An Evocative Effort From A Rising Star
Samantha Crain isn’t new to the game of putting out confessional-style, melody-driven indie rock records. Her latest effort, You Had Me At Goodbye, is her fifth album, and her most recent output with Ramseur Records since 2015’s Under Branch & Thorn & Tree. But it might prove to be her most successful yet, as the 30-year-old Oklahoma native with a velvet-rich voice and natural flair for acoustic guitar, is witty and insightful, strong and vulnerable, crafting songs with a pensive touch no matter the tempo or rhythm.
The album opens on a wry note. The dryly titled “Antiseptic Greeting” features retro-sounding auxiliary, a poppy drum beat and warm key tones. Crain kicks off the album in the form of a narrator, explaining the goings-on of her mind as she sees those she knows or spends a day in a coffee shop, explaining the all-too-familiar contrast between how one comes off and how one really feels. “I know it’s an antiseptic greeting / man, you think I could do better but I don’t think I can,” she sings. The song, a standout single, lays out her personality: thoughtful, self-aware and sassy, even when being self-deprecating.
Track two, “Oh Dear Louis,” which came out as a single earlier this year, is peppy and peppered with harmonies. Then, “Loneliest Handsome Man” introduces listeners to Crain’s strongest offerings — her ballads, at least on this record. She’s got a bit of world-wearied drawl in her voice that really comes to the forefront in the slower tracks, and, accented by string and piano, Crain sounds less punk-edged, grungy folk rocker and more art-rock, soulful practitioner of song.
“Wise One,” with a groovy drum beat and funky, airy flute-sounds, has a little bit of a trippy vibe, with Crain’s voice holding down the center. “Red Sky, Blue Mountain” features Crain singing in the native Choctaw language; it boasts a gorgeous melody and is a chilling song that merits multiple listens. It’s also one of her best vocal performances, allowing her voice to travel throughout her range.
Crain’s voice is guttural and rich, but not overpowering or overly aggressive; instead she displays a beautiful strength and ability to soar high. She uses her range well, not being afraid to reach up to grab the high notes or stretch out lower ones for a full sound. There’s a confidence to her delivery that must be the result of years of practice and effort — but just as likely, the reflection of Crain’s own soul.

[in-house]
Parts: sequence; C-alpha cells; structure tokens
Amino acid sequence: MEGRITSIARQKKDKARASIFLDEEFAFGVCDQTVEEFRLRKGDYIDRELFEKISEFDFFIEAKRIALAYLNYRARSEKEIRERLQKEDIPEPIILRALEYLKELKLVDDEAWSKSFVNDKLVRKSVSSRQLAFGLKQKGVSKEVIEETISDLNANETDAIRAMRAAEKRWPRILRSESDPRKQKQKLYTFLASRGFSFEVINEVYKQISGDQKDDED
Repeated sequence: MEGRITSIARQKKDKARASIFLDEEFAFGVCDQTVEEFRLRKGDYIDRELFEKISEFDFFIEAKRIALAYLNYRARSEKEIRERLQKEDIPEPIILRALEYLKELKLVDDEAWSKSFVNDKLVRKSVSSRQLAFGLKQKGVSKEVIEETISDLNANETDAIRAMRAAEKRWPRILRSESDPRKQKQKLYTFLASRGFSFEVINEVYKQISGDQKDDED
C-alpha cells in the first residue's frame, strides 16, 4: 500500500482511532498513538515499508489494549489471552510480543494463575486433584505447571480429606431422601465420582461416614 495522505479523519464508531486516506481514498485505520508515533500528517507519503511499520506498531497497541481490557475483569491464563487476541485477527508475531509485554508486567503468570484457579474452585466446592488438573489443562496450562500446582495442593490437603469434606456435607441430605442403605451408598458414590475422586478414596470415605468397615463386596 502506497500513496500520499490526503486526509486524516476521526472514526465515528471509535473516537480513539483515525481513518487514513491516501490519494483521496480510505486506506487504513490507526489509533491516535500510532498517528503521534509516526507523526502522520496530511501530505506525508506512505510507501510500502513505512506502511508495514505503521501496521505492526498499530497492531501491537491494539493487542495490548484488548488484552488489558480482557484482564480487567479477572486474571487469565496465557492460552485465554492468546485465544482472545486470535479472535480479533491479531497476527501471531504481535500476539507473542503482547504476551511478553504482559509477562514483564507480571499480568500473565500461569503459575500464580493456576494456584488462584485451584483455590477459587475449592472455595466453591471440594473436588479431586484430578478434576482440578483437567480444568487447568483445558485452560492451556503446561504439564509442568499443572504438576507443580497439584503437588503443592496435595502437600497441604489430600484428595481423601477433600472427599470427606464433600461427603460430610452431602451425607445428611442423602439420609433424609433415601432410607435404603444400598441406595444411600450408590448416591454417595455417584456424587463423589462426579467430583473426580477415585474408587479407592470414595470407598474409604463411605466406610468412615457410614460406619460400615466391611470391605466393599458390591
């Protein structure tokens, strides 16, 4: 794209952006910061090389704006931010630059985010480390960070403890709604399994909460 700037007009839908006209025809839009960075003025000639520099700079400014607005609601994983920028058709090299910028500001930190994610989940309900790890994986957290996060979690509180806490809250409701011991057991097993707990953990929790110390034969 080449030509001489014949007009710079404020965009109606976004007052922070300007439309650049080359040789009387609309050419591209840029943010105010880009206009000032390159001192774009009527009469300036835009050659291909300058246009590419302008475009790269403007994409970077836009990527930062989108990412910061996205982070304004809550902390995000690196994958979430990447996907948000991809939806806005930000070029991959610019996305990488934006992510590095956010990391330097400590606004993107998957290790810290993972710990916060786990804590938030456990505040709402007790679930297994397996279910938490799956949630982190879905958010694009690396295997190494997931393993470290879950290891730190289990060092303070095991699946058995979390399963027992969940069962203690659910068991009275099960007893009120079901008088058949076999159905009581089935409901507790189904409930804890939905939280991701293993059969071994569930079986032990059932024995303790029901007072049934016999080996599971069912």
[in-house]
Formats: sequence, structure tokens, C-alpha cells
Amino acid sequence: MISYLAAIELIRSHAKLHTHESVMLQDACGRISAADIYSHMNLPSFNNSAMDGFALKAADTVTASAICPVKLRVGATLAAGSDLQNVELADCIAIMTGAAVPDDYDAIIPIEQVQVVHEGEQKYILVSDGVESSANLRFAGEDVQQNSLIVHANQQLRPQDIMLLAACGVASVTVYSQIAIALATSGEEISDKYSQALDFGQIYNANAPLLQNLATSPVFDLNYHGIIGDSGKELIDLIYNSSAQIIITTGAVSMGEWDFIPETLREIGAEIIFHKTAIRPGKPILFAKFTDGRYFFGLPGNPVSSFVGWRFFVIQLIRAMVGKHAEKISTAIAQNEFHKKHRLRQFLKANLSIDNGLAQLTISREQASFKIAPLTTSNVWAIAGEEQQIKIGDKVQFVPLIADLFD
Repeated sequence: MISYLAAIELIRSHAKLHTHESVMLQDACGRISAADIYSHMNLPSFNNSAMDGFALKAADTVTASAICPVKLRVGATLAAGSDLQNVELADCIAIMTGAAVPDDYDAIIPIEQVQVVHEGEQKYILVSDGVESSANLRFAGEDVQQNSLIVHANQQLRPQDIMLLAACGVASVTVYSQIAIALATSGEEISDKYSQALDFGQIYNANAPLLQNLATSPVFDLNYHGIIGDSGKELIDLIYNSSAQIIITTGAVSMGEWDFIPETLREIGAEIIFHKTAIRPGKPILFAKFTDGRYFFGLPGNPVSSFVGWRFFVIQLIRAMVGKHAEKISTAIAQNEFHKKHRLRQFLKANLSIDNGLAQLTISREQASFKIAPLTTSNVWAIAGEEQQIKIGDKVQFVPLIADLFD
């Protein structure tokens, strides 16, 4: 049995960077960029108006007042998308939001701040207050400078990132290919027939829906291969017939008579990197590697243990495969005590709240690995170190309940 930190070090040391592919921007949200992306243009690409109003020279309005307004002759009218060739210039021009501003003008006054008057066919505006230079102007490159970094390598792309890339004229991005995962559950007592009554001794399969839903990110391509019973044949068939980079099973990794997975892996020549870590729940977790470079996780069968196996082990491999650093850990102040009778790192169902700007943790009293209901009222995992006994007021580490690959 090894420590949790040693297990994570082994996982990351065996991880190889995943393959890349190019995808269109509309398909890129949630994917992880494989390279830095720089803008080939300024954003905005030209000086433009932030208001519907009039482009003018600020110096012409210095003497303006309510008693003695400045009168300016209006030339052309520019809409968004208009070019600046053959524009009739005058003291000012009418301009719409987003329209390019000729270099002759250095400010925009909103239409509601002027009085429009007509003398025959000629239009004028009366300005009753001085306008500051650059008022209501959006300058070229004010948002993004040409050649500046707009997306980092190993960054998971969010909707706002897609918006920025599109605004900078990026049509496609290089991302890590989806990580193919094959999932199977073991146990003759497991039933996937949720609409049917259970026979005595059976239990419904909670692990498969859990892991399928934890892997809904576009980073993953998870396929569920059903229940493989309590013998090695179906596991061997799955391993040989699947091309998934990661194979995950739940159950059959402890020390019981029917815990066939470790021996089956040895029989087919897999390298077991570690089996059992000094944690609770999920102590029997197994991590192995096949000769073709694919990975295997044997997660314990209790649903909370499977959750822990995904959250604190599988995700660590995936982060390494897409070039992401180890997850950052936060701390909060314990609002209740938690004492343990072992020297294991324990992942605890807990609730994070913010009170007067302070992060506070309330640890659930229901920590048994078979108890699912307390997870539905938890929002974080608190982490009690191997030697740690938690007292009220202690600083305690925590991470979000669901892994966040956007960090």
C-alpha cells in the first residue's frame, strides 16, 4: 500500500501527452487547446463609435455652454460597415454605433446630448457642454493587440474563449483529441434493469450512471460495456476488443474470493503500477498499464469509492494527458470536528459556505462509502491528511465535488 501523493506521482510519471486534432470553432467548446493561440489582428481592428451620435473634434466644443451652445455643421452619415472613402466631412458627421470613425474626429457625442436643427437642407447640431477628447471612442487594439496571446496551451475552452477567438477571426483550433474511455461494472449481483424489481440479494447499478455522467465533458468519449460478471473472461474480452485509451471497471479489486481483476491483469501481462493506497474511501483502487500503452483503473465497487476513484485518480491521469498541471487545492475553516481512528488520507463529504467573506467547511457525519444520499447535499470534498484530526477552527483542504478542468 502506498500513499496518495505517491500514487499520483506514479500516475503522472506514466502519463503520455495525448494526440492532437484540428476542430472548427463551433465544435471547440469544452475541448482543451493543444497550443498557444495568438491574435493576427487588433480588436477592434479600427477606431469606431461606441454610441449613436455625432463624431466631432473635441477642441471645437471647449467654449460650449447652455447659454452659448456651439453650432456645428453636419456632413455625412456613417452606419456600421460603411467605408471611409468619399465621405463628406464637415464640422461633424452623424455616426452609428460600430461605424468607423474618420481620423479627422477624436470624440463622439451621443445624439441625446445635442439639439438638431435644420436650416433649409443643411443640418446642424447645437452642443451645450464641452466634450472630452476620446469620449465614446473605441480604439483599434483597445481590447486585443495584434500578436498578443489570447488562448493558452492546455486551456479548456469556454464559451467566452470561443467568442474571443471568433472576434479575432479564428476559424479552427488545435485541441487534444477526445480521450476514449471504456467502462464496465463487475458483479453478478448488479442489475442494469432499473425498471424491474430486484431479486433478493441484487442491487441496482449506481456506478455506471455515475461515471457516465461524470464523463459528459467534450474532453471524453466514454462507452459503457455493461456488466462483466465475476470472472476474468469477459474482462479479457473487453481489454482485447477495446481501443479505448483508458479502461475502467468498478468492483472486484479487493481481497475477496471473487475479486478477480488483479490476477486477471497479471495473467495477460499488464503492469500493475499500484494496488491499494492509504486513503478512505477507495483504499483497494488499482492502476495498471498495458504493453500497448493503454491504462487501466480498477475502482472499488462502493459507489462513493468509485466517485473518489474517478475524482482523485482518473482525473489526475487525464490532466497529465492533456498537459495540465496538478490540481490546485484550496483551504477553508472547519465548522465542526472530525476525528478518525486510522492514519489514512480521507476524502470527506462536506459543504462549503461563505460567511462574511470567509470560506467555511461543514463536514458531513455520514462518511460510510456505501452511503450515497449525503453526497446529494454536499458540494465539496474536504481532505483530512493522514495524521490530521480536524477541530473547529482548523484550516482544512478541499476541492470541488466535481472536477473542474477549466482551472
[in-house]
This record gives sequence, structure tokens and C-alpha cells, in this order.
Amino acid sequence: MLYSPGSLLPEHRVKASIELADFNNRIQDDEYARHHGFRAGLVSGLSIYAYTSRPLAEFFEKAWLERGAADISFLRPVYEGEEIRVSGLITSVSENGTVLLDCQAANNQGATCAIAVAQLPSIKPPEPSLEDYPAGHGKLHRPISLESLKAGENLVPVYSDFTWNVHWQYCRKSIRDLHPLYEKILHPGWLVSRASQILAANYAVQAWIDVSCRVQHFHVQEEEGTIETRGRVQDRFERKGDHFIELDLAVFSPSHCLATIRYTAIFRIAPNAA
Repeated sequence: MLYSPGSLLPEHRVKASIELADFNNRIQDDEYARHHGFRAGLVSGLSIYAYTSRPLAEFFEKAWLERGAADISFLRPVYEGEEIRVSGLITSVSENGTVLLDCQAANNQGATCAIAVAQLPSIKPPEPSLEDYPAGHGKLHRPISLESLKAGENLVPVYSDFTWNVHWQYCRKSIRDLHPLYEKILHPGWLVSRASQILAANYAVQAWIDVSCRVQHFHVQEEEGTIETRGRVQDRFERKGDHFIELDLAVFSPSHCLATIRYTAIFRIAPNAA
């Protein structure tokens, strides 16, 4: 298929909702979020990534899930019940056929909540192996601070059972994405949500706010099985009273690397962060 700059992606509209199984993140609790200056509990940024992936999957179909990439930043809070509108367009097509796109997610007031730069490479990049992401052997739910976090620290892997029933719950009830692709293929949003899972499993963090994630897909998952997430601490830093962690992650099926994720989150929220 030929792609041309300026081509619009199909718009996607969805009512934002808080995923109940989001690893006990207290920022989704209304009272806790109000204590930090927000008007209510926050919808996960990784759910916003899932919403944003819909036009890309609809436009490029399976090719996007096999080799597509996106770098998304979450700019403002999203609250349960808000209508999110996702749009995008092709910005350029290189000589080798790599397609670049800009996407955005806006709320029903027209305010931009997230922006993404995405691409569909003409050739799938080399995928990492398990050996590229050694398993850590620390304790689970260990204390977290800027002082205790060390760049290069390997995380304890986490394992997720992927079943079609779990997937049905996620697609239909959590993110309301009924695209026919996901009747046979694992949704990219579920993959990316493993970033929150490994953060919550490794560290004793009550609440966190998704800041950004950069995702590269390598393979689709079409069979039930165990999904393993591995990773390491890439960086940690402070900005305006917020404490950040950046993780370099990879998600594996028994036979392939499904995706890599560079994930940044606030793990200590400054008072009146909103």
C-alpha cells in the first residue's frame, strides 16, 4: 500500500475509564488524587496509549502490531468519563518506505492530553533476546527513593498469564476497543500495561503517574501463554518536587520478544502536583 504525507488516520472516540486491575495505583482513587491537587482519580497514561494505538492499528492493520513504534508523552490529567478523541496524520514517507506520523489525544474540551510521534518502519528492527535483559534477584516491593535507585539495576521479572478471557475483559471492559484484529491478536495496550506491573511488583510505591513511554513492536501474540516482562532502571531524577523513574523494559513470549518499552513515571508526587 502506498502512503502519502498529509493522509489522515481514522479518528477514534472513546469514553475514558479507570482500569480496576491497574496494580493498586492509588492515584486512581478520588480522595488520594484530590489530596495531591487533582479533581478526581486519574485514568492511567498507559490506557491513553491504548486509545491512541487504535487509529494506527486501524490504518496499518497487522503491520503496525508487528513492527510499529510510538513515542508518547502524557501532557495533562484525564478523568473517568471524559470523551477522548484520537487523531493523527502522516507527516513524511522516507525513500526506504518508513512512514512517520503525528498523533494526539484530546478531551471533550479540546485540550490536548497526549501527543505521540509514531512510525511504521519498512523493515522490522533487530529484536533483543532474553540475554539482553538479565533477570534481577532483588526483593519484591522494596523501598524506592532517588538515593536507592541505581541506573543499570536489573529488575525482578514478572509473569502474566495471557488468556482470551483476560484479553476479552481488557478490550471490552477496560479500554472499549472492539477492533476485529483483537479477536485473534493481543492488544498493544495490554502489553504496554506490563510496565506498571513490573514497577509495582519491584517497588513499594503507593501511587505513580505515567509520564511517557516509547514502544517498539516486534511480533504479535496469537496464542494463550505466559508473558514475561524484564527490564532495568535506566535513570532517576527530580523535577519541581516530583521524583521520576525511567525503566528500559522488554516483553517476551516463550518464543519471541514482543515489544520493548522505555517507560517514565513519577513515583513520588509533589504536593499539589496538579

The album strikes a balance between such quiet moments and big, broader sounds, like the flirty “Smile When” that has funky synth tones to keep things from getting too saccharine, showing off that fine line between feeling interested and feeling nervous. As fun a song as it is, the most memorable track comes after that. “Betty’s Eulogy” is a ballad with a simple guitar line, delicate harmonies and string accompaniment that adds a deep and moving quality. The song is a heartfelt dedication as well as a call to live a life to its fullest: “Let me live until I die,” goes the memorable refrain. It’s a song full of detail and pretty arrangements, and it makes Crain standout as a musician who can go beyond trends, beyond genres and into the realm of being a strong songwriter.
“Windmill Crusader” turns up the dial again, with more synth tones and swingy changes in tempo. Then, “When the Roses Bloom Again” slows things down again with a moody tone and the sad, poignant pining of saying goodbye until another season. Album closer “Wreck” appears to nod to the Okie red dirt roots Crain knows as home, with whining steel strings and cutthroat delivery a la Johnny Cash: “I don’t want to be the wreck that burns and burns and burns.” It is three minutes of unabashed poetic confession, set to a stunning background that shows Crain at her best.
With You Had Me At Goodbye, Crain offers a glimpse into the musings of a mature and self-aware soul, one who observes herself as much as the world around her. Her musical sensibilities are equally wise, standing strong in an acoustic setting or adorned by other players and harmonies. This is a record that deserves notice, and deserves mention, for being as unique, original and memorable as Crain herself.